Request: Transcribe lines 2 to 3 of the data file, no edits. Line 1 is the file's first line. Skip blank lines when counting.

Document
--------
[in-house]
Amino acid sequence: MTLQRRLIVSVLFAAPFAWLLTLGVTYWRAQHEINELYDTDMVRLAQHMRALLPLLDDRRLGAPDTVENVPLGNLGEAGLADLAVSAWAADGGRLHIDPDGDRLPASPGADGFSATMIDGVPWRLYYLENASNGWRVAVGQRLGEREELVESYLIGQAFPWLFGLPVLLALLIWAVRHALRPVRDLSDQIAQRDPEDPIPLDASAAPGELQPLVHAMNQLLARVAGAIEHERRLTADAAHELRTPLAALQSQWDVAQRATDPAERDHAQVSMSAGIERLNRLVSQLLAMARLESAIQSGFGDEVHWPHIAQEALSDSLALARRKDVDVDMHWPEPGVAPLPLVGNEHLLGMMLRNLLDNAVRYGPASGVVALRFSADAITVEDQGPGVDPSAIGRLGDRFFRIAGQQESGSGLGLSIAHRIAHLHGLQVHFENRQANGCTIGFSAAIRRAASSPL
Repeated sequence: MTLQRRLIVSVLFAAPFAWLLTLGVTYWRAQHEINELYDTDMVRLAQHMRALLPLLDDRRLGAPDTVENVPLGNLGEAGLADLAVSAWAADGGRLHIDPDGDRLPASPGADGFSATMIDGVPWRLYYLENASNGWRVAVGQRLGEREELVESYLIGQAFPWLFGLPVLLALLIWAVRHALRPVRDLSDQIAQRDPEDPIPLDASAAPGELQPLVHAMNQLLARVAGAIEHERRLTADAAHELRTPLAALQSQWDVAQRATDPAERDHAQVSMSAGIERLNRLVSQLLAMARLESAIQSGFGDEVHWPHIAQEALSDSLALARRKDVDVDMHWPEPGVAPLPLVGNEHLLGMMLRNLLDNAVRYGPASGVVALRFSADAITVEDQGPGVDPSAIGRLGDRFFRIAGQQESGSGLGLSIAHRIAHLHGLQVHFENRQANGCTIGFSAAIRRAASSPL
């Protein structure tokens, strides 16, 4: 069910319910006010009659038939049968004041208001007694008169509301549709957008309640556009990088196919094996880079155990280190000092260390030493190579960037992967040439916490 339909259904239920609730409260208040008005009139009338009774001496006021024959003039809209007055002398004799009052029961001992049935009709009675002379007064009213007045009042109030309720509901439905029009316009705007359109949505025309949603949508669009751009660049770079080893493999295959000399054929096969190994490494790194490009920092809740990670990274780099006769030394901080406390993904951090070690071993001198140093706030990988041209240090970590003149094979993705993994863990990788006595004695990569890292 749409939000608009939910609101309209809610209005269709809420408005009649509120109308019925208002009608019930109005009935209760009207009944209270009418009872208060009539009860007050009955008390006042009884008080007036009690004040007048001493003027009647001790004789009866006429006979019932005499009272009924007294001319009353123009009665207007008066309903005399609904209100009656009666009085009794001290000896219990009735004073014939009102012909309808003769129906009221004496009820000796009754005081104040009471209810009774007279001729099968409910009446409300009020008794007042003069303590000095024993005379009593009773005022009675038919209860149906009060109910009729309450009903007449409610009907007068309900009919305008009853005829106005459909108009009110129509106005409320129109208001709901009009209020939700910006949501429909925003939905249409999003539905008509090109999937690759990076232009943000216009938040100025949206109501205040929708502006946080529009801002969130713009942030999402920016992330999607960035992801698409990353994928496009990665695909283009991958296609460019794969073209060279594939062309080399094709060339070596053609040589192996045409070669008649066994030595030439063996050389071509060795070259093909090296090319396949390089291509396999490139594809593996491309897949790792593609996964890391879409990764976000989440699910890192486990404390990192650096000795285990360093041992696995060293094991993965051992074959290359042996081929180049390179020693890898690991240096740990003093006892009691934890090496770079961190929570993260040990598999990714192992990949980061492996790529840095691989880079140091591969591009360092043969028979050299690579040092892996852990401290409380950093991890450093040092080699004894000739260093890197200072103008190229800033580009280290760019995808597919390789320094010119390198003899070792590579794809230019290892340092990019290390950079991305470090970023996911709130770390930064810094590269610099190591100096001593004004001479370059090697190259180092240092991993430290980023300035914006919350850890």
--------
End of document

Amino acid sequence: MTLQRRLIVSVLFAAPFAWLLTLGVTYWRAQHEINELYDTDMVRLAQHMRALLPLLDDRRLGAPDTVENVPLGNLGEAGLADLAVSAWAADGGRLHIDPDGDRLPASPGADGFSATMIDGVPWRLYYLENASNGWRVAVGQRLGEREELVESYLIGQAFPWLFGLPVLLALLIWAVRHALRPVRDLSDQIAQRDPEDPIPLDASAAPGELQPLVHAMNQLLARVAGAIEHERRLTADAAHELRTPLAALQSQWDVAQRATDPAERDHAQVSMSAGIERLNRLVSQLLAMARLESAIQSGFGDEVHWPHIAQEALSDSLALARRKDVDVDMHWPEPGVAPLPLVGNEHLLGMMLRNLLDNAVRYGPASGVVALRFSADAITVEDQGPGVDPSAIGRLGDRFFRIAGQQESGSGLGLSIAHRIAHLHGLQVHFENRQANGCTIGFSAAIRRAASSPL
Repeated sequence: MTLQRRLIVSVLFAAPFAWLLTLGVTYWRAQHEINELYDTDMVRLAQHMRALLPLLDDRRLGAPDTVENVPLGNLGEAGLADLAVSAWAADGGRLHIDPDGDRLPASPGADGFSATMIDGVPWRLYYLENASNGWRVAVGQRLGEREELVESYLIGQAFPWLFGLPVLLALLIWAVRHALRPVRDLSDQIAQRDPEDPIPLDASAAPGELQPLVHAMNQLLARVAGAIEHERRLTADAAHELRTPLAALQSQWDVAQRATDPAERDHAQVSMSAGIERLNRLVSQLLAMARLESAIQSGFGDEVHWPHIAQEALSDSLALARRKDVDVDMHWPEPGVAPLPLVGNEHLLGMMLRNLLDNAVRYGPASGVVALRFSADAITVEDQGPGVDPSAIGRLGDRFFRIAGQQESGSGLGLSIAHRIAHLHGLQVHFENRQANGCTIGFSAAIRRAASSPL